Monday, May 11, 2009
Back in October 2007, WellCare Health Plans, Inc. in Tampa was the subject of a search by government agents. (see here and here) Last week, the company entered into a deferred prosecution agreement. (see Bloomberg here). A DOJ Press Release outlines the obligations of WellCare under this agreement. It includes "consent to the civil forfeiture of $40,000,000," "pay an additional $40,000,000 in restitution to the Florida Medicaid and healthy Kids programs," "retain and pay an independent Monitor," and as usual for deferred prosecution agreements, cooperation in investigations, in this case investigations of "Wellcare executives and employees responsible for the alleged fraudulent conduct at issue."
But like so many of the recent deferred prosecution agreements, the DOJ plays a powerful position in the company's future. In this case the U.S. Attorney's Office gets to select the "independent Monitor." And if the "Monitor resigns or is unable to serve the balance of his or her term, a successor Monitor shall be selected by the USAO. . ." Additionally, a breach of the agreement rests in the sole discretion of the prosecution, although they do give the company time to respond to claims of a breach. And "[r]egardless of whether the USAO pursues criminal charges against WellCare upon any breach of the DPA, any monies paid to the USAO at any time by WellCare will not be returned to WellCare and WellCare will make no claim upon such monies." So much for contract law. (see here)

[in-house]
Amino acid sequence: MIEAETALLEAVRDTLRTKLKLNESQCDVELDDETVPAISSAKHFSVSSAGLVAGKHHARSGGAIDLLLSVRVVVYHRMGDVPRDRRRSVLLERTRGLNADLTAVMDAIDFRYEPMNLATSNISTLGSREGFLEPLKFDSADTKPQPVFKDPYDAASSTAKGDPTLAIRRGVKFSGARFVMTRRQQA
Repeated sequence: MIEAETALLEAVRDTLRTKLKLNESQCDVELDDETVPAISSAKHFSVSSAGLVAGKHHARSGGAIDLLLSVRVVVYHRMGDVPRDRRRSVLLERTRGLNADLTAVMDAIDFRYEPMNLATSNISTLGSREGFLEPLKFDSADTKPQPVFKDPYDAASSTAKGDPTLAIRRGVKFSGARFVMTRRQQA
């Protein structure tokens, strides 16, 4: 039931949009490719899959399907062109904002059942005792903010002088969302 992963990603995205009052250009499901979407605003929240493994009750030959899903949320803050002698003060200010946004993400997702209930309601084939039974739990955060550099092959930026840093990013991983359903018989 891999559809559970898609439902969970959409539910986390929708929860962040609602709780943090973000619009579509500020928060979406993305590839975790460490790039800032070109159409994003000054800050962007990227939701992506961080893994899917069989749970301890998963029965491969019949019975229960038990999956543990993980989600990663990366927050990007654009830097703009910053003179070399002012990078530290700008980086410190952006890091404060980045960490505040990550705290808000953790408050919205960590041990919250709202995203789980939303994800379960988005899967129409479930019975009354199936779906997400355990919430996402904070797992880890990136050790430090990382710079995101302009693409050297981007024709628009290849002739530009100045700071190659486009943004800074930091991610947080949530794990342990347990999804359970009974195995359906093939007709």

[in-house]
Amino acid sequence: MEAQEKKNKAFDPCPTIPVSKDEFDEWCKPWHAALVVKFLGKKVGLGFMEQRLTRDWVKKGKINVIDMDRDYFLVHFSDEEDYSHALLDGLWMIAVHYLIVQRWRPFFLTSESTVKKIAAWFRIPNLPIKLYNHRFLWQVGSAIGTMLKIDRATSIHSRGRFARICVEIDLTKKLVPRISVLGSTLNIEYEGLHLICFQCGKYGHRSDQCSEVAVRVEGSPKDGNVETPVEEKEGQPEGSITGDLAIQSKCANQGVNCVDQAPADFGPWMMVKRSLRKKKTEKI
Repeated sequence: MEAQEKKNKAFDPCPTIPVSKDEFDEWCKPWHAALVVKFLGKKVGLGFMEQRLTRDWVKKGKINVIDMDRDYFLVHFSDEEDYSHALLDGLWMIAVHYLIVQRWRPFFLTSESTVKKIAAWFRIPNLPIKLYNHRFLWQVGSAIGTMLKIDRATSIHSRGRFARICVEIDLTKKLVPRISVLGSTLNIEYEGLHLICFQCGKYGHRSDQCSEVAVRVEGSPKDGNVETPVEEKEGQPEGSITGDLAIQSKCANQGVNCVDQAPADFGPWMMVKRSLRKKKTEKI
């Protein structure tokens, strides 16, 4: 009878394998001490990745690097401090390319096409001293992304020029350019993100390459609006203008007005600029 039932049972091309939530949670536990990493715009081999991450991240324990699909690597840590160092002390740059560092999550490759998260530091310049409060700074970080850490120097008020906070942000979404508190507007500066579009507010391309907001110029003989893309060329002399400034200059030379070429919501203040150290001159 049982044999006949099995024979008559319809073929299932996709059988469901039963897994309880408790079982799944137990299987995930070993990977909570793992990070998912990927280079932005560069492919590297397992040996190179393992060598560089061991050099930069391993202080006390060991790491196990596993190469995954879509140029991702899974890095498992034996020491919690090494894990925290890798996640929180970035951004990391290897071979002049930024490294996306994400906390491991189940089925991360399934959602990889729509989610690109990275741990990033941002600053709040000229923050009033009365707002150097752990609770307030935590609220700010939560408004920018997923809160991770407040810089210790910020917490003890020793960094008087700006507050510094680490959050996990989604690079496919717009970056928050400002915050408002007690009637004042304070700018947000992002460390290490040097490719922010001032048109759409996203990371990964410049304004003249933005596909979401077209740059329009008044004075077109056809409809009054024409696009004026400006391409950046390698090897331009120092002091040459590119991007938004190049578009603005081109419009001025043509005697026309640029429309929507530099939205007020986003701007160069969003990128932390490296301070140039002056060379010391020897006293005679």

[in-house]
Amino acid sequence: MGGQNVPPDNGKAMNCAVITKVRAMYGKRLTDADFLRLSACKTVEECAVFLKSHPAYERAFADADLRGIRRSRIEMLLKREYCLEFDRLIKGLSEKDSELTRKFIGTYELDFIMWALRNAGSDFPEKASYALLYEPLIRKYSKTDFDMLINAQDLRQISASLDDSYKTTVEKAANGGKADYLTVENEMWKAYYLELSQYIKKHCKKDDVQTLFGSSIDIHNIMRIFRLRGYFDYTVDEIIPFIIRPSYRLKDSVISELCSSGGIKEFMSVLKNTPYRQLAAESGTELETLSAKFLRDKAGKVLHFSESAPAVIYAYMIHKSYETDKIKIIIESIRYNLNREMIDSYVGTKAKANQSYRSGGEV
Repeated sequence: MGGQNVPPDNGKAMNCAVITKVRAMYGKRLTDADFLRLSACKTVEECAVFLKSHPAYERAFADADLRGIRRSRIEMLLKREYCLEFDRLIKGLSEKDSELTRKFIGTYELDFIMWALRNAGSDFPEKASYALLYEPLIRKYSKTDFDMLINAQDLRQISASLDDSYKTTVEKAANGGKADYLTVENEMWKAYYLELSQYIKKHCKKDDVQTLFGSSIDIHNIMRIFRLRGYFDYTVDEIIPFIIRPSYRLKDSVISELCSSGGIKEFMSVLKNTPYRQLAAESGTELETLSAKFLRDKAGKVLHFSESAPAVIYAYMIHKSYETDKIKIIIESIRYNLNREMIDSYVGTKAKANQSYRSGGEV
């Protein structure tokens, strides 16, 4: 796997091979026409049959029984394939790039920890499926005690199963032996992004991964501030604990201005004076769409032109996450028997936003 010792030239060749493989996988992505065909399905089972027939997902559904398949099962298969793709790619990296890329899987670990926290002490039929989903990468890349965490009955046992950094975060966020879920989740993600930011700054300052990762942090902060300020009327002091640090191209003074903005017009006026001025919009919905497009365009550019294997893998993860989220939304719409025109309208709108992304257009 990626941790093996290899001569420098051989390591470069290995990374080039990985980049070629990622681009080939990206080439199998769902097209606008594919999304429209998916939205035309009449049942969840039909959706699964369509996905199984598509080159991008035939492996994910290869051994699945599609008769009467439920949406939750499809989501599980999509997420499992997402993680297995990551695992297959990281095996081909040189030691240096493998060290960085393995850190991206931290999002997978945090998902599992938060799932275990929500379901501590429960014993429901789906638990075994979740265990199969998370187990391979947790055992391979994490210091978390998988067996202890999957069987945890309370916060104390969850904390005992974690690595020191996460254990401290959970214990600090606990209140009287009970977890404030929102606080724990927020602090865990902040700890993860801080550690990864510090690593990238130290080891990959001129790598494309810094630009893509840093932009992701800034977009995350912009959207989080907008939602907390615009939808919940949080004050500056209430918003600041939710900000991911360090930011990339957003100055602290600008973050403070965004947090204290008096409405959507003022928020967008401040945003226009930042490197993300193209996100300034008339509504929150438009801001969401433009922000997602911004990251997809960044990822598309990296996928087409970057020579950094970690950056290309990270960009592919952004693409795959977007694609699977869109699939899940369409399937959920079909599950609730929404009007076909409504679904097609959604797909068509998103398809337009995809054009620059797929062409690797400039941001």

Deferred Prosecution Agreement here.